Velvet Rain - A Dark Thriller

Velvet Rain - A Dark Thriller by David C. Cassidy Read Free Book Online Page B

Book: Velvet Rain - A Dark Thriller by David C. Cassidy Read Free Book Online
Authors: David C. Cassidy
Tags: thriller, Novel, writer, author, photographer, David C. Cassidy, Blogger, Velvet Rain, David Cassidy
outfield, past the warning track, past the fence, past the picnickers in the hollow there, past the footpath along the river, and then fell from orbit and into the Little Sioux with a sploop, that no one was close enough to hear.
    Jones stepped lively to first, rounded second, and headed for third. He’d known, maybe even when he was on-deck, he was going to hit a homer, he’d just known. He turned at third with a swagger, the ball long since bobbing for breath in the Sioux, and as he made his way toward home, corked a taunting laugh to that shaken face on the mound.
    That was it. The gangly kid had taken all he could take and wasn’t going to take any more. He charged from the mound, eyes aflame, trying to fling his glove off. He was moving so fast his cap blew up and off. He let out a horrible growl, something akin to the sound one might hear when a bear has taken enough of the smartass kid at the zoo who’s been rattling the bars of his cage.
    Halfway to the plate the runner sped up, but the pitcher was on him before he made it home. The kid dove into him, knocking him off stride, but it was only enough to slow him. Jones kept on, turning round, walking backwards at a brisk pace. He was egging the kid on with his hands.
    “ Come on, dickwad. Ya fight better than ya pitch? ”
    Both benches cleared. It looked like the mayhem after the final out in the World Series. Teenage boys standing and watching, some yelling for Jones to drop dead, some for the pitcher to, pockets of boisterous fans rising from their seats. The pitcher was fuming, standing there with his glove still caught on his wrist, his brown hair all over the place. He struggled to catch his breath, and just when you thought he might not charge the batter, he did. He bolted hard and was met broadside by Coach Plummer. The man threw his arms round the boy, his high pants riding up even higher. His weight bowled them over. They hit the dirt hard, dust flying up like ghosts from their graves. Jones started laughing; some of the others did, too. The infield and outfield had come in, most of them shaking their heads. The umpire and the catcher both stood with their masks up, agog.
    “ Enough, ” the coach said, his big body pinning the boy. “ ENOUGH. ” He waited for a sign of capitulation, and finally received it in a dour nod. The man got to his knees, rose, and started dusting himself off.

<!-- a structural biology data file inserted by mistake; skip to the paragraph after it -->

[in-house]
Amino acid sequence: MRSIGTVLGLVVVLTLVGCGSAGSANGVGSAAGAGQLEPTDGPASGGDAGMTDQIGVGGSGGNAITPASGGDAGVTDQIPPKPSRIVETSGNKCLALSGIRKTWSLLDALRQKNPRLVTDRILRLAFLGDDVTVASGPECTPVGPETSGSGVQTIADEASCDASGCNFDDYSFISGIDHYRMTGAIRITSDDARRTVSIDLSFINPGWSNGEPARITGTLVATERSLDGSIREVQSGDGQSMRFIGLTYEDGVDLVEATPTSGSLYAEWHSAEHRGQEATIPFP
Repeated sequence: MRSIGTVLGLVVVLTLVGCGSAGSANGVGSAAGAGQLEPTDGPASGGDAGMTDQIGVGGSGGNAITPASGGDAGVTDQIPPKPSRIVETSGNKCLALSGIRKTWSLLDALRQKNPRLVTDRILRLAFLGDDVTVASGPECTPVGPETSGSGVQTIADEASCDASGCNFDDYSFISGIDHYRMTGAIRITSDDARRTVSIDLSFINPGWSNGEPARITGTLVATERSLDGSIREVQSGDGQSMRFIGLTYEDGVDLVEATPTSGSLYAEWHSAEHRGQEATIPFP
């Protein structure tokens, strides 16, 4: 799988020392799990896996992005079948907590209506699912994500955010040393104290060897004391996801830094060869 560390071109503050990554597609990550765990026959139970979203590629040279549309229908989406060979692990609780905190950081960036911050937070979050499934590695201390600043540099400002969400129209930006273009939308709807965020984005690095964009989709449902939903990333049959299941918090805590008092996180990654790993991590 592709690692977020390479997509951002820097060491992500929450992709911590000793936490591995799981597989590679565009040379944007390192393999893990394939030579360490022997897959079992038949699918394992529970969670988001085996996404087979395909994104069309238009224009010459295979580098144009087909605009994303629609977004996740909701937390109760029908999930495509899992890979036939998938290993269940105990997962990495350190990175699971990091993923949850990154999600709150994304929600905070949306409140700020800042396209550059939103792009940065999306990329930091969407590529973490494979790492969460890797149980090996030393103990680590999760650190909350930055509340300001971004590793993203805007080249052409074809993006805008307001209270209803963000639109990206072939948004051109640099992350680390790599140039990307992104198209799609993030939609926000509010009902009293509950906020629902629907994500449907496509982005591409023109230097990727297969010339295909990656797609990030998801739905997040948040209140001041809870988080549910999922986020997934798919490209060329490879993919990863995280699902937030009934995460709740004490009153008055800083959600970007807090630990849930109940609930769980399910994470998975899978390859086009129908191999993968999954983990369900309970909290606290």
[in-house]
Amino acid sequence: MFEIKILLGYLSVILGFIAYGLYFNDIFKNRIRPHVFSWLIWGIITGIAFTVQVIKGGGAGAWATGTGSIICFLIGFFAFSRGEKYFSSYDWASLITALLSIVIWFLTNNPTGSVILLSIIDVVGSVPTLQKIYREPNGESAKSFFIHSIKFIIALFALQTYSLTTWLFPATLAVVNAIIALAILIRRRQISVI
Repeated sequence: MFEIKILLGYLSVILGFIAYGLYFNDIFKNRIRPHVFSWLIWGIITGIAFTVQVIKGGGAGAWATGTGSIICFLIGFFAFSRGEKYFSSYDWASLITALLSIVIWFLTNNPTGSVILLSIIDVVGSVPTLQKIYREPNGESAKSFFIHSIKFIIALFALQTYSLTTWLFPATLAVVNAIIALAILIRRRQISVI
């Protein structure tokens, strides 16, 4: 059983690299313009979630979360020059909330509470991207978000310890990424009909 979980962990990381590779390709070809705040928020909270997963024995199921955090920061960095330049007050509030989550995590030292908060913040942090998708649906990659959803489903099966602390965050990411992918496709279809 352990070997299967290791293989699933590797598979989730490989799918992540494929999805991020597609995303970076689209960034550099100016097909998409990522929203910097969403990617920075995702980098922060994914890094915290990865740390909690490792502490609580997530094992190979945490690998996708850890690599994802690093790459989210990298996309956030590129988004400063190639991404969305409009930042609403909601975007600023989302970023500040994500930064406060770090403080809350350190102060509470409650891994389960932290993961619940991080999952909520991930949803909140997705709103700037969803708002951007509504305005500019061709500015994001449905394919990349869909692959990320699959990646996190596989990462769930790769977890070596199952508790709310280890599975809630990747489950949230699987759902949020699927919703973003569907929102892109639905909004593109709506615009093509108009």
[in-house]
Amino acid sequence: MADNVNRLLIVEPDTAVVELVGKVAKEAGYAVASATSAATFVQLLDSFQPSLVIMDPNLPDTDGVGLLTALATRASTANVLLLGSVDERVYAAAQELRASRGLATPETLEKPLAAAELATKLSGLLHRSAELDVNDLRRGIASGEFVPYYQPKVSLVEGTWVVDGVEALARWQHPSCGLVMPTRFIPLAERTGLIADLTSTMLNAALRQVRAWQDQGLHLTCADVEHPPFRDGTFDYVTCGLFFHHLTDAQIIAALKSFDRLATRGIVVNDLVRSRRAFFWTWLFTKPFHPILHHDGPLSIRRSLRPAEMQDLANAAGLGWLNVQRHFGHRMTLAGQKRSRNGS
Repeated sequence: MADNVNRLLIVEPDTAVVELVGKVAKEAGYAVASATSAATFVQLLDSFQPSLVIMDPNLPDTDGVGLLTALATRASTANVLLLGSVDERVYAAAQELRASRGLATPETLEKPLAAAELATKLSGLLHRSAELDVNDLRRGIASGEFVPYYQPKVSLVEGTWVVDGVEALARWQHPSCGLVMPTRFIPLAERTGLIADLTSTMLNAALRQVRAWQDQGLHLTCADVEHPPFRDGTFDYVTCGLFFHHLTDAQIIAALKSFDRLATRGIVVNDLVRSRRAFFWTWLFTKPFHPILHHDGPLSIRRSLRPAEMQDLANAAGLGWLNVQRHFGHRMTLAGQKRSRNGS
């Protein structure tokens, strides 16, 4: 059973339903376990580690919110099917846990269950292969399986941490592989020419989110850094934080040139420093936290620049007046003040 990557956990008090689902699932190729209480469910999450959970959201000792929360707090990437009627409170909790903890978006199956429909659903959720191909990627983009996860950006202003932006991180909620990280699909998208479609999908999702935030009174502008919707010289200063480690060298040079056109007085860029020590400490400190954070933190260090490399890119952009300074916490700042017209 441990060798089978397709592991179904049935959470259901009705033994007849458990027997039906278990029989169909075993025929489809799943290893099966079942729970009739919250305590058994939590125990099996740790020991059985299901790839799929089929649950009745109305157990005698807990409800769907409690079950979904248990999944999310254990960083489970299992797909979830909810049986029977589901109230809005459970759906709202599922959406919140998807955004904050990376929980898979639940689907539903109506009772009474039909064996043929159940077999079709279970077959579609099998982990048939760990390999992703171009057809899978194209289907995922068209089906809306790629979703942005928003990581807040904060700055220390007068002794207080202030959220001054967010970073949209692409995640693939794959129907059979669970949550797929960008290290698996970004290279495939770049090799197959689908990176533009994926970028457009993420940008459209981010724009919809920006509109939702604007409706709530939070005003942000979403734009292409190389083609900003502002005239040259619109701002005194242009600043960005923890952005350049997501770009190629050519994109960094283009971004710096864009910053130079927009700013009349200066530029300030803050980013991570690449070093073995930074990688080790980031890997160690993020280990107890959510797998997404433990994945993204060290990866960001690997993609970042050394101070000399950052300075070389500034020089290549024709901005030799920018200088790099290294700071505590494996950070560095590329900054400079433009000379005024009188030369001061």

All eyes were on Ryan Bishop now. He wasn’t a pitcher, suddenly; wasn’t Number 23, wasn’t a ballplayer anymore. He was just a boy, a bad one at that, a troubled one with a chip on his shoulder. He lay there unmoving, spilling with anger and embarrassment. Awkward silence engulfed him like cold rain.
    Benny the shortstop made a move toward his teammate, but the coach waved him off.
    “No, son. No. Just give him space. Everybody just give him space.”
    William Jones chuckled, and with a satisfied grin, stamped on home plate to make it official. Game over. I win. Technically the game wasn’t over, the Tigers had last at-bat, but no one wanted to play. Some of the players had already started packing up.
    “Damn you, Jones, wipe that smirk off your face.” It was the Madness coach. He rounded up the rest of his team, most of them moving through the gate and into the parking lot with their heads low. A few of them straggled behind to watch the show, then followed the handful of disappointed parents who’d made the trip from Mason City. Jones’ dad—the man in the red ball cap—threw his arm round his son and congratulated him on a great game, going on about how proud he was, how damn proud.
    The field emptied as Coach Plummer asked his team to clear out. He reminded them of the next practice two days from now, told everyone to be on time. Ben Caldwell said he’d wait for Ryan in his pickup; he was giving him a ride home. Plummer waited for the shortstop to leave them.
    Ryan Bishop was sitting up now. Stewing.
    “You okay, son?”
    The kid nodded. “Yeah. No

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